Four years earlier, we had walked down these same hallways to meet Dr. Tiffany, a VA psychiatrist who had prescribed PTSD meds for Lorin. We got to Tiffany’s small, clean but cluttered office, with sunlight seeping through barely open blinds. We took seats in opposing corners and I scanned the medical journals and degrees hanging in cheap frames on the wall.
Dr. Tiffany handed Lorin the PTSD symptom card, a brief questionnaire designed to provide a snapshot of the patient’s state of mind that week. While Lorin was completing that, the doctor pecked away for a few more minutes on his keyboard, and then turned toward us.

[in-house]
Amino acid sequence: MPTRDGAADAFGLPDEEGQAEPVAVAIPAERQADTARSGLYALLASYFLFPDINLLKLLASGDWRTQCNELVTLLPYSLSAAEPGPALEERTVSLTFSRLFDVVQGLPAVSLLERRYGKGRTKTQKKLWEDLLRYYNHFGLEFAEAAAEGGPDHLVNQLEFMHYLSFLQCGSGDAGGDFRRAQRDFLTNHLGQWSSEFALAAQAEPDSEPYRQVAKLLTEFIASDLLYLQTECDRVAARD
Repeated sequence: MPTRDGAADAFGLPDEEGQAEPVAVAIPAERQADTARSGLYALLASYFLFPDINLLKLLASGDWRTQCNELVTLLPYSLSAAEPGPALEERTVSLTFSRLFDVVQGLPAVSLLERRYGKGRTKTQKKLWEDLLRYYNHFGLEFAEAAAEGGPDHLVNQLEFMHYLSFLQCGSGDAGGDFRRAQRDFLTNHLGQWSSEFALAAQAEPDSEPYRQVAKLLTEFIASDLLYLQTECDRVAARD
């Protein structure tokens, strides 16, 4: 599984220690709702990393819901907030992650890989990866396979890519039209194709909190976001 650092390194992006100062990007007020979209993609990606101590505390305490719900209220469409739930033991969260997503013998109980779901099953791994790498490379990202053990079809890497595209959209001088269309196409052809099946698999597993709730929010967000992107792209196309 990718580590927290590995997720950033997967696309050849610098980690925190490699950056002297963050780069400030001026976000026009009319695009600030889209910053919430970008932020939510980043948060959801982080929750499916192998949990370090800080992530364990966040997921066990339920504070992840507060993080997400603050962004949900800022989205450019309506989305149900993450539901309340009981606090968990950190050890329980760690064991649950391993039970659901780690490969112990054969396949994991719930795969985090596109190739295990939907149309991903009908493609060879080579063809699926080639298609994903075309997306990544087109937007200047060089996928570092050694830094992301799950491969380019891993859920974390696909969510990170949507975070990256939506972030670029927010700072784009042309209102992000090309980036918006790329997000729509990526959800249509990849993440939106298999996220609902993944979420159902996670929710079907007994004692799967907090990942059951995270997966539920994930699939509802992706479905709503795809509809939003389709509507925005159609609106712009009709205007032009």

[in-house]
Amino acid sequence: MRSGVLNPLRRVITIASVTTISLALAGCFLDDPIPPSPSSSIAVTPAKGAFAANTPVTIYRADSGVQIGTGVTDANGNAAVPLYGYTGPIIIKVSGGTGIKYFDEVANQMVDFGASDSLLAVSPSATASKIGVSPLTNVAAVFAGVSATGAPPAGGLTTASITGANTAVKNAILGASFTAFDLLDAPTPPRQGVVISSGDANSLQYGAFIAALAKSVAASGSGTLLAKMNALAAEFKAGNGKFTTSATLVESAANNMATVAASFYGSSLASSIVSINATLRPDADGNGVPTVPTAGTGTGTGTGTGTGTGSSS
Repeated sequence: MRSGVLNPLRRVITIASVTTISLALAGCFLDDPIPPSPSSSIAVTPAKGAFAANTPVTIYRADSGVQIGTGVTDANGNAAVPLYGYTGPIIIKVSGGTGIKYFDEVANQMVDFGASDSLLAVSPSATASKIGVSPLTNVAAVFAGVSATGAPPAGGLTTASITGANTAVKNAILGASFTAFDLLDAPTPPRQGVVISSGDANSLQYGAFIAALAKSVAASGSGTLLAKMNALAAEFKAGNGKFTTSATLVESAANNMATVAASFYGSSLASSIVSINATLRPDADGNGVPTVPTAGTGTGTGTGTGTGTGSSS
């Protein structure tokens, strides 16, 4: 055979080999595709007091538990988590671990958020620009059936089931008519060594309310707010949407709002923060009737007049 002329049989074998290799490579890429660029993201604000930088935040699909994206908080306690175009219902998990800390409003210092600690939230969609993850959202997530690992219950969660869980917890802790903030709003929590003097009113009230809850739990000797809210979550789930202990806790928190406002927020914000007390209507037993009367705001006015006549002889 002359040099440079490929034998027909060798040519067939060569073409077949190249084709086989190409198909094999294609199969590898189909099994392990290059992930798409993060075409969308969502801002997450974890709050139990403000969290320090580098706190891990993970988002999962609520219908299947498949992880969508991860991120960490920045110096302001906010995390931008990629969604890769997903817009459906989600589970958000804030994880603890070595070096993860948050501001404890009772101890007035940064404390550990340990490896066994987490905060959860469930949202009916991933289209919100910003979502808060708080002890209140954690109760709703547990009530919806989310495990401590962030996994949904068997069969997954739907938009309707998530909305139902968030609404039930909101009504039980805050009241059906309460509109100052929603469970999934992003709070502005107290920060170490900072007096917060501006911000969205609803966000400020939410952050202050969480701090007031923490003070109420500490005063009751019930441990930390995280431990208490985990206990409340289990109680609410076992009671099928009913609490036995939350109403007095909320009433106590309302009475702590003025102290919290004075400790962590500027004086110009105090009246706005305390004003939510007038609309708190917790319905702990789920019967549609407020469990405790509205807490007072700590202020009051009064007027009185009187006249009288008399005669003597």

“How are you doing?” he asked Lorin, glancing at me, as tears slowly leaked out of my eyes.
“Okay,” replied Lorin.
“Yeah, okay. Nothing’s changed.”
“Well, are you taking the medication?” the doctor asked.
“Because I don’t like taking pills. Especially not the horse pills you prescribed.”
“Have you tried cutting them in half? Maybe that would help.”
“Maybe, but there’s so many of them that I feel like I’m going to choke,” said Lorin sullenly.
“Then don’t take them all at once. But they aren’t going to work if you don’t take them,” replied the doctor, glancing at the paperwork Lorin had handed him. “It looks like you’re still having difficulty concentrating, is that right?”
“Yeah. I think I must have ADD or something, because I just can’t focus on anything. I get totally distracted every time I see a shiny new object.”
“For some guys, wearing sunglasses helps with that, you might want to try it.”